Propagation (Opus 3) by Naama Tsabar, Photo by Jenna Bascom. Courtesy of the Museum of Arts and Design.
Propagation (Opus 3) by Naama Tsabar, Photo by Jenna Bascom. Courtesy of the Museum of Arts and Design.
Propagation (Opus 3) by Naama Tsabar, Photo by Jenna Bascom. Courtesy of the Museum of Arts and Design.
Propagation (Opus 3) by Naama Tsabar, Photo by Jenna Bascom. Courtesy of the Museum of Arts and Design.
Polyphonic Playground by Studio PSK, Photo by Jenna Bascom. Courtesy of the Museum of Arts and Design.
Polyphonic Playground by Studio PSK, Photo by Jenna Bascom. Courtesy of the Museum of Arts and Design.
Polyphonic Playground by Studio PSK, Photo by Katy Davies. Courtesy of the Museum of Arts and Design.
Polyphonic Playground by Studio PSK, Photo: Courtesy of artist
Polyphonic Playground by Studio PSK, Photo by Jenna Bascom. Courtesy of the Museum of Arts and Design.
Polyphonic Playground by Studio PSK, Photo by Jenna Bascom. Courtesy of the Museum of Arts and Design.
Polyphonic Playground by Studio PSK, Photo by Jenna Bascom. Courtesy of the Museum of Arts and Design.
Polyphonic Playground by Studio PSK, Photo by Jenna Bascom. Courtesy of the Museum of Arts and Design.
Knotted Gate Presence Weave by MSHR, Photo by Jenna Bascom. Courtesy of the Museum of Arts and Design.
Knotted Gate Presence Weave by MSHR, Photo by Jenna Bascom. Courtesy of the Museum of Arts and Design.
Knotted Gate Presence Weave by MSHR, Photo: Courtesy of artist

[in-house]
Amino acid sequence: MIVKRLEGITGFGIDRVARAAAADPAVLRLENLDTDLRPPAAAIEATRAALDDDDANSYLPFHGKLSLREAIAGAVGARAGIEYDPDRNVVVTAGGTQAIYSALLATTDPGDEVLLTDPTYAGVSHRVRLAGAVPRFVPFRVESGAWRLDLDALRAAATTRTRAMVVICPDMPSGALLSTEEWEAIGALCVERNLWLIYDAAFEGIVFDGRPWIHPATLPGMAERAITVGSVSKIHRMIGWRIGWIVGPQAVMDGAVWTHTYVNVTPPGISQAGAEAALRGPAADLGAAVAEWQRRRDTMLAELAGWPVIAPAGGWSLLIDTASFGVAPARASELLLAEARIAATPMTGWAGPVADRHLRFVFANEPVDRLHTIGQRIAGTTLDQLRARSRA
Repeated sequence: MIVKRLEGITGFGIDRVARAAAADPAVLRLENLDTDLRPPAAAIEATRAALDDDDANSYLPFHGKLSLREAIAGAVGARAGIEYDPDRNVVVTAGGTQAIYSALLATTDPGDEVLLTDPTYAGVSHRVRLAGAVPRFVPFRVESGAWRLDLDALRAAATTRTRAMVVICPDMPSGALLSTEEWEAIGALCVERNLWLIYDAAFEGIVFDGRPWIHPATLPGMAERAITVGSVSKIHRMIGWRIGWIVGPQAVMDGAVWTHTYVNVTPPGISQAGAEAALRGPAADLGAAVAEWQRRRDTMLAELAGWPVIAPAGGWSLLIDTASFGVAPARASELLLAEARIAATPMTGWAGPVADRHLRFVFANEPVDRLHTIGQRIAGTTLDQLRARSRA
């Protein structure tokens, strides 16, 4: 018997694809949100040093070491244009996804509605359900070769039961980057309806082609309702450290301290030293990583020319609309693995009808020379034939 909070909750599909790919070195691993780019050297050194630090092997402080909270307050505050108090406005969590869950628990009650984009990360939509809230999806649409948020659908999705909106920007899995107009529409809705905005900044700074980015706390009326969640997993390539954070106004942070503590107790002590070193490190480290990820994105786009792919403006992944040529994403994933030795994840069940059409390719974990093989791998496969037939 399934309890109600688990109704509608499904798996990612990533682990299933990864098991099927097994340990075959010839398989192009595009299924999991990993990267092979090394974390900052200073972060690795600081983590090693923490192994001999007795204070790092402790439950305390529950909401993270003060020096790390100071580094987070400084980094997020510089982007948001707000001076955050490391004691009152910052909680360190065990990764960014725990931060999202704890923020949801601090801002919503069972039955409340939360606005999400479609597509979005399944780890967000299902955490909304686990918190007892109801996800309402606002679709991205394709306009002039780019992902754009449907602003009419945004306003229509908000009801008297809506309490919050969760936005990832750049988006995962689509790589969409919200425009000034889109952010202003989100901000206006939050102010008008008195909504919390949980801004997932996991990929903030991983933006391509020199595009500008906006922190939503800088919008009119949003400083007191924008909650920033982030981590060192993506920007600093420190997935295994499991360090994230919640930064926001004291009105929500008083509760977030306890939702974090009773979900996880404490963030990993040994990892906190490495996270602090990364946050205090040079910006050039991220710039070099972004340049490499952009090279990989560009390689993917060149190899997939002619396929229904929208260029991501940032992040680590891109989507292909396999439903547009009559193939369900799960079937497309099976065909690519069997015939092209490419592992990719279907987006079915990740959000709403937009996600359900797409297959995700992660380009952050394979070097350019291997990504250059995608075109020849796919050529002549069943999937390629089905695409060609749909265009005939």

Knotted Gate Presence Weave by MSHR, Photo: Courtesy of artist
Sine Body by Julianne Swartz, Photo by Jenna Bascom. Courtesy of the Museum of Arts and Design.
Sine Body by Julianne Swartz, Photo by Jenna Bascom. Courtesy of the Museum of Arts and Design.
Sine Body by Julianne Swartz, Photo by Chris Kendall. Courtesy of the artist
Sine Body by Julianne Swartz, Photo by Chris Kendall. Courtesy of the artist
Photo by Jenna Bascom. Courtesy of the Museum of Arts and Design.
Photo by Jenna Bascom. Courtesy of the Museum of Arts and Design.
Photo by Jenna Bascom. Courtesy of the Museum of Arts and Design.
Photo by Jenna Bascom. Courtesy of the Museum of Arts and Design.
Photo by Jenna Bascom. Courtesy of the Museum of Arts and Design.
Photo by Jenna Bascom. Courtesy of the Museum of Arts and Design.
Back

Articles you also might like

Ernst Gamperl

Since winning the LOEWE Craft Prize in 2017, Ernst Gamperl has been pursuing more essential & archaic formats. ‘Tree of Life’ is his once-in-a-lifetime project, as he transforms a huge 230-year-old oak tree into 67 wrought vessels that embody his excellence in woodturning and experimental patinas.

“Gritty, wild stuff”, is how Schloss Hollenegg for Design and mischer’traxler studio describe the presented investigations of the role of design and its relationship with our natural environment in their exhibition during this year’s Vienna Design Week.

Developed by well-known designer Jiang Qiong Er and France’s Hermès Group, SHANG XIA aims to celebrate a contemporary fine living lifestyle. Impressed and fascinated by the attempt to embody time and emotion in objects, TLmag sat down with the CEO and Art Director to reflect on her experience.